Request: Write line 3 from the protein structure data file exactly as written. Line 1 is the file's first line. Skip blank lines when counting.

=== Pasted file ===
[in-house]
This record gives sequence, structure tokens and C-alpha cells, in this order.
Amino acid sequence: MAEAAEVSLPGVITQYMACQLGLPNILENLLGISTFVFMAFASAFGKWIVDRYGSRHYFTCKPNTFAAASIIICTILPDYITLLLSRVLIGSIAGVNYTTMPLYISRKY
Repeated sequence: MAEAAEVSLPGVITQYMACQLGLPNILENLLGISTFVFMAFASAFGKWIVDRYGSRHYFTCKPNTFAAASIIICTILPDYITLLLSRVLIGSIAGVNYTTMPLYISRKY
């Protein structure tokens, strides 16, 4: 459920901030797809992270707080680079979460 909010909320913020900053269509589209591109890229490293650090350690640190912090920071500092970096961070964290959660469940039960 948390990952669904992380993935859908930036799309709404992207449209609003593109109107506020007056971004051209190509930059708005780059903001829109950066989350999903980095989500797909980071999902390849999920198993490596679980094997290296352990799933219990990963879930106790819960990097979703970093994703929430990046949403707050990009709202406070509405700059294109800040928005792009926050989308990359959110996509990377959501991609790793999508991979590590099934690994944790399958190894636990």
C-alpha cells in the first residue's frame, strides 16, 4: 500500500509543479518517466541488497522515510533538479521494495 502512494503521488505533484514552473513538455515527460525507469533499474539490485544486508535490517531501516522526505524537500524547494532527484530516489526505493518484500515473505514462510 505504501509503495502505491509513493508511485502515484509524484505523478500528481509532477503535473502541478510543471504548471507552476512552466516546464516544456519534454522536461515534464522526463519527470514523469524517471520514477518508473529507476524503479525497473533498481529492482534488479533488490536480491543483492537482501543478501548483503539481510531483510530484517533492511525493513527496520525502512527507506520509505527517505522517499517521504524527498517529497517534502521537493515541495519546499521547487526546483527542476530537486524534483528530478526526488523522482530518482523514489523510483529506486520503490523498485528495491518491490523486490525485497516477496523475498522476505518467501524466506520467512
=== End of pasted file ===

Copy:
Amino acid sequence: MAEAAEVSLPGVITQYMACQLGLPNILENLLGISTFVFMAFASAFGKWIVDRYGSRHYFTCKPNTFAAASIIICTILPDYITLLLSRVLIGSIAGVNYTTMPLYISRKY